“The Uses of Religion in 19th Century Studies”
In 2016 the Armstrong Browning Library at Baylor University is hosting a special conference on “Uses of ‘Religion’ in 19th C. Studies.” Work on the invention and history of the category “religion” by historians, anthropologists, sociologists, political philosophers, theologians, and scholars of religious studies has begun to influence scholarship on nineteenth-century literature and culture. Literary scholars of the nineteenth century have thereby increasingly recognized that the modern category of “religion” is a uniquely Western construction generated and reinvented in mutually constitutive dialogue with “the secular” and forms of secularism, and never in neutral ways—being, for example, deeply entangled with the formation of state power, imperial expansion, and discriminatory portrayals of non-Europeans. Within the last five years, scholars such as Michael Warner, Craig Calhoun, Mark Juergensmeyer, Jonathan VanAntwerpen, and Philip Gorski have edited important interdisciplinary collections on the religious, the secular and secularism, their historical constructions, and their (troubled) applications to European and global contexts. Comparable interdisciplinary discussions are still needed in nineteenth-century studies, in particular between scholars of nineteenth-century literature and scholars from other disciplines. This conference is designed to address the need.
The Armstrong Browning Library (ABL) is a world-renowned research center and rare-collections library devoted to the study of nineteenth-century literature and culture, located on the campus of Baylor University in Waco, Texas. In keeping with the ABL’s holdings and areas of scholarly focus, proposals on nineteenth-century authors and texts in some way linked to Europe and North America will be given priority, though the committee is open to proposals on all subjects related to the conference theme. Furthermore, although this conference will critically interrogate Western conceptions of “religion,” it does not promote, and indeed aspires to resist, confining attention to “Western” forms of religious belief and practice. The conference will highlight literature, but scholars of every discipline interested in reconsidering uses of “religion” in nineteenth-century studies are strongly encouraged to submit proposals for papers.
Proposals might address, but are not limited to, the following broad topics:
- The causes and consequences—literary, socio-economic, theological, political—of the dominantly epistemological view of religion in nineteenth-century Western societies
- Constructions of the secular and forms of secularism vis-à-vis religion through literary texts, and how disciplines other than literary studies might approach this subject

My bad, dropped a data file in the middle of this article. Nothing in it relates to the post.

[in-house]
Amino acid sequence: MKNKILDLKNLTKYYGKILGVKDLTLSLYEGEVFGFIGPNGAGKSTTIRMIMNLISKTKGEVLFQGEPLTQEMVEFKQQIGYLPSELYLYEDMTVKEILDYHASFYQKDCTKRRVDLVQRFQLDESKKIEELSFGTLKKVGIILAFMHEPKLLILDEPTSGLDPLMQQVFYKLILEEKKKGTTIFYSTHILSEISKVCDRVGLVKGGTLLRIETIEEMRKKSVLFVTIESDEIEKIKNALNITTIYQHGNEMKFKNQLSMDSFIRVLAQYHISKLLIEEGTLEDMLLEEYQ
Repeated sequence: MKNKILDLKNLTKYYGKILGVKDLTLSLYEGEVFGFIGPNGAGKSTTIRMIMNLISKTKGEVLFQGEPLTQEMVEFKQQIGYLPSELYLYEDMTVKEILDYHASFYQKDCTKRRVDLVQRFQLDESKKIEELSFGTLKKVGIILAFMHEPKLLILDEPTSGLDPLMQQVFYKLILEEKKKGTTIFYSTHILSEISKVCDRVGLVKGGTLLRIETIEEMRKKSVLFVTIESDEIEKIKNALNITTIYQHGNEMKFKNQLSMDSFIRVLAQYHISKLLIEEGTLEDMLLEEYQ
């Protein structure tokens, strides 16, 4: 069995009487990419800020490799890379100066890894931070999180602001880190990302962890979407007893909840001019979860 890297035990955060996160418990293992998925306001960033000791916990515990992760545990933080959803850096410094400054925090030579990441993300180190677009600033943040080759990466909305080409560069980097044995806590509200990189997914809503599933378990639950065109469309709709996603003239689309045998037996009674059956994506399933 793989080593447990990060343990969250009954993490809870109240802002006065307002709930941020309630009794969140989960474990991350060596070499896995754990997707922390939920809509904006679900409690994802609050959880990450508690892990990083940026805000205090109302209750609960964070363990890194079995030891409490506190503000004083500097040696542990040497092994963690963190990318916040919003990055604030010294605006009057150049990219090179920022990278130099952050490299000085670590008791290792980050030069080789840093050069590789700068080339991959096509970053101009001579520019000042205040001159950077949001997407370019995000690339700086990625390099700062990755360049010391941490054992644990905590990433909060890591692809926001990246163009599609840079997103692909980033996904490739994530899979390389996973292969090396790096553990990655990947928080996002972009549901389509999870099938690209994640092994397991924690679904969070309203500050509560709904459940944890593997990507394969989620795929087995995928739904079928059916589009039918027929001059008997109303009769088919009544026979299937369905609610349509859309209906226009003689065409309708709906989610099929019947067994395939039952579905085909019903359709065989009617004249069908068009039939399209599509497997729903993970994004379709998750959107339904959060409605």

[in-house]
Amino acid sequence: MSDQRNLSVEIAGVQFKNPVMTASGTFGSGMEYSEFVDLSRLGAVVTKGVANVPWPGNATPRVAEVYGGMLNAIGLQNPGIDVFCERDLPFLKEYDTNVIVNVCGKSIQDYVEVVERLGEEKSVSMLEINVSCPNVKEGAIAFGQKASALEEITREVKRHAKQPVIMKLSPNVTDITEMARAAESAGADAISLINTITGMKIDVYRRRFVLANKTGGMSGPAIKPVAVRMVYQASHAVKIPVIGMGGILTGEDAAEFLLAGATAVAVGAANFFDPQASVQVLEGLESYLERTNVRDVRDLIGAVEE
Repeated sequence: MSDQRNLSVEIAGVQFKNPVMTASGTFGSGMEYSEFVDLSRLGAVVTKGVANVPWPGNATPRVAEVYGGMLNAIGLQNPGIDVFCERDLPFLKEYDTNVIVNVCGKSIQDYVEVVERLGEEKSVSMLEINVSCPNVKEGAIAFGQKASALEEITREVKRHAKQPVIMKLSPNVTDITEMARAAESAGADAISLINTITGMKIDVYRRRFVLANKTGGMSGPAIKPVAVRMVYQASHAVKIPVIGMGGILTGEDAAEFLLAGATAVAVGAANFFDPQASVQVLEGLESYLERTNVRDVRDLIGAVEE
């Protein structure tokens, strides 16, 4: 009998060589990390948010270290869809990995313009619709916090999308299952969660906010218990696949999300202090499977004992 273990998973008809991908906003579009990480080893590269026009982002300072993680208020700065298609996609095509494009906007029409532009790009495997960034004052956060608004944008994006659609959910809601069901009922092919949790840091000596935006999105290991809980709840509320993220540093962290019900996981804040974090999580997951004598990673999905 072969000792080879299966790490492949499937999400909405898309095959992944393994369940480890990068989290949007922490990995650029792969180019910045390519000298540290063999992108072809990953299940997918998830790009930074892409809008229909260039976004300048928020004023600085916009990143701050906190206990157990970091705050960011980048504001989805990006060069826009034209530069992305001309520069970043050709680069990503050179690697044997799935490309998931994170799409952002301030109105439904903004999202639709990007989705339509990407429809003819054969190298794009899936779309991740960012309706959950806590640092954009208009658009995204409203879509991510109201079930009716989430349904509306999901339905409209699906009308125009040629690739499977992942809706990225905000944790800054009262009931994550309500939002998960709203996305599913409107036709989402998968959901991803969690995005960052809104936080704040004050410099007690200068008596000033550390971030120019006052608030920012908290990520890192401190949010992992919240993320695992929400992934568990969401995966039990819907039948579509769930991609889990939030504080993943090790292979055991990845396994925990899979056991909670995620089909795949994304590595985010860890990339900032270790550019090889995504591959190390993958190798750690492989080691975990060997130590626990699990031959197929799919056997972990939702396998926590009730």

- Constructions of the category “literature” vis-à-vis religion and forms of secularism through literary texts, and how disciplines other than literary studies might approach this subject
- Renderings of religion and religious experience in nineteenth-century poetry and poetics—in discussions of poetics and prosody; in the practice of verse; in the construction of the category “poetry”; or in related debates about the “poetics” of worship, devotion, and church architecture
- Formation of religion and religious experience through the interaction of nineteenth-century music, visual art, literature, and other arts, both secular and sacred
- The degree to which the categories of religion and religions are specific to the history of Western Christianity, and the (mis)representations that result when nineteenth-century Western writers apply them to geographically diverse beliefs, rituals, and practices
- Relationships among imperialism, orientalism, constructions of race, the comparative study of religion, and representation of religion in nineteenth-century literature
- Representations of religion in scholarship on nineteenth-century literature and culture, and how this scholarship is itself historically conditioned and in need of critique
- How religion is defined and experienced as a result of the rapid growth of print culture, mass media, mass communications, and new communications technologies
- How constructions of religion and narratives of secularization are entangled with portrayals of class and class tensions, particularly as these are mediated through literature
- Gendered constructions of religion, religious experience, the secular, and secularism in nineteenth-century literature and culture
- Deployments of religion as a category in representations of science and scientific authority in nineteenth-century literary texts
Proposals should be for paper presentations of 20-25 minutes. Fifteen will be selected for the conference. Two of these fifteen spaces will be reserved for PhD candidates or those who have received their PhD within the last three years. All fifteen invited participants will receive generous travel funding (up to $1,250 for participants outside of North America; up to $750 for participants within North America but outside the U.S.; up to $400 for participants within the U.S.); coverage of all conference meals; and fully funded lodging in apartments near the Armstrong Browning Library (ABL).
Participants will present their papers at the ABL in sessions open to the public, and all speakers will be expected to attend every session. The ABL will also coordinate sessions with rare materials specialized to participants’ interests. The long-term hope is to revise papers from this conference for an edited collection on “The Uses of ‘Religion’ in Nineteenth-Century Studies.”
Further details will be available on the ABL’s website in due course. Any queries should be sent to the lead organizer, Joshua King, at email@example.com
A 300-500 word proposal, and a one-page CV with primary publications and research achievements, should be emailed to firstname.lastname@example.org.
Deadline for Proposals: 5:00 p.m. Friday, September 18, 2015